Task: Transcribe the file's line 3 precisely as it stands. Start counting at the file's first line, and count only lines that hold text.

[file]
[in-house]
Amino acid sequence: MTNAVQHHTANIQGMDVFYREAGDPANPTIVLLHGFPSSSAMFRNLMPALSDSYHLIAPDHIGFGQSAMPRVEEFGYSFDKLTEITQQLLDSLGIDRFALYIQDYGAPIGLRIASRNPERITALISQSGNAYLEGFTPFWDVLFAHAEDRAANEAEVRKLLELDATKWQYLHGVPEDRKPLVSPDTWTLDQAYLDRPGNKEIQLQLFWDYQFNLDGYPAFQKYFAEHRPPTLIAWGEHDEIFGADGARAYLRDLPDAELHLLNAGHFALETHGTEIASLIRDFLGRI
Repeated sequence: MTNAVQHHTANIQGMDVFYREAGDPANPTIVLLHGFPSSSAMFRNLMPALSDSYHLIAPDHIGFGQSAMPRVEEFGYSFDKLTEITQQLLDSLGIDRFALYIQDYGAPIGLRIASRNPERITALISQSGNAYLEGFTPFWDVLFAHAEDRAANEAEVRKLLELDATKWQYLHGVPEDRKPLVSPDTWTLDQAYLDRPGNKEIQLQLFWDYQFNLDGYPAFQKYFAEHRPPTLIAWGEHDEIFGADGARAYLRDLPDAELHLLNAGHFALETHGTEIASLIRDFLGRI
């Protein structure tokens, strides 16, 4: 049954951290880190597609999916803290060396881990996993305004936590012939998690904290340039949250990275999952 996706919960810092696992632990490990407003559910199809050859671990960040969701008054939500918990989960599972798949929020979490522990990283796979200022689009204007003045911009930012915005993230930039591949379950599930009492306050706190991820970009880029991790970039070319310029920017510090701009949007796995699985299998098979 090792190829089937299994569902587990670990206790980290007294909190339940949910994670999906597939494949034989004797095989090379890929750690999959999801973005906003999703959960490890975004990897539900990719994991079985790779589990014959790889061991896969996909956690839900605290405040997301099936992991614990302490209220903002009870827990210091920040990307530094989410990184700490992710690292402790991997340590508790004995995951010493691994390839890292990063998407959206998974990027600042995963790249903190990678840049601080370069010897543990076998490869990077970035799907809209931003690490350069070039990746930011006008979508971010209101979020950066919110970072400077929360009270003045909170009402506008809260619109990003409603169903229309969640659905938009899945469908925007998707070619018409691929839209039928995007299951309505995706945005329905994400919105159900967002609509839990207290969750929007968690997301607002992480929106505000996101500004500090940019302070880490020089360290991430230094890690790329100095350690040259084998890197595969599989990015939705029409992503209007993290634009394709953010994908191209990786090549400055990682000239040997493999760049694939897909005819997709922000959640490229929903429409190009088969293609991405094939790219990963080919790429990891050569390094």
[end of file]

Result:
Repeated sequence: MTNAVQHHTANIQGMDVFYREAGDPANPTIVLLHGFPSSSAMFRNLMPALSDSYHLIAPDHIGFGQSAMPRVEEFGYSFDKLTEITQQLLDSLGIDRFALYIQDYGAPIGLRIASRNPERITALISQSGNAYLEGFTPFWDVLFAHAEDRAANEAEVRKLLELDATKWQYLHGVPEDRKPLVSPDTWTLDQAYLDRPGNKEIQLQLFWDYQFNLDGYPAFQKYFAEHRPPTLIAWGEHDEIFGADGARAYLRDLPDAELHLLNAGHFALETHGTEIASLIRDFLGRI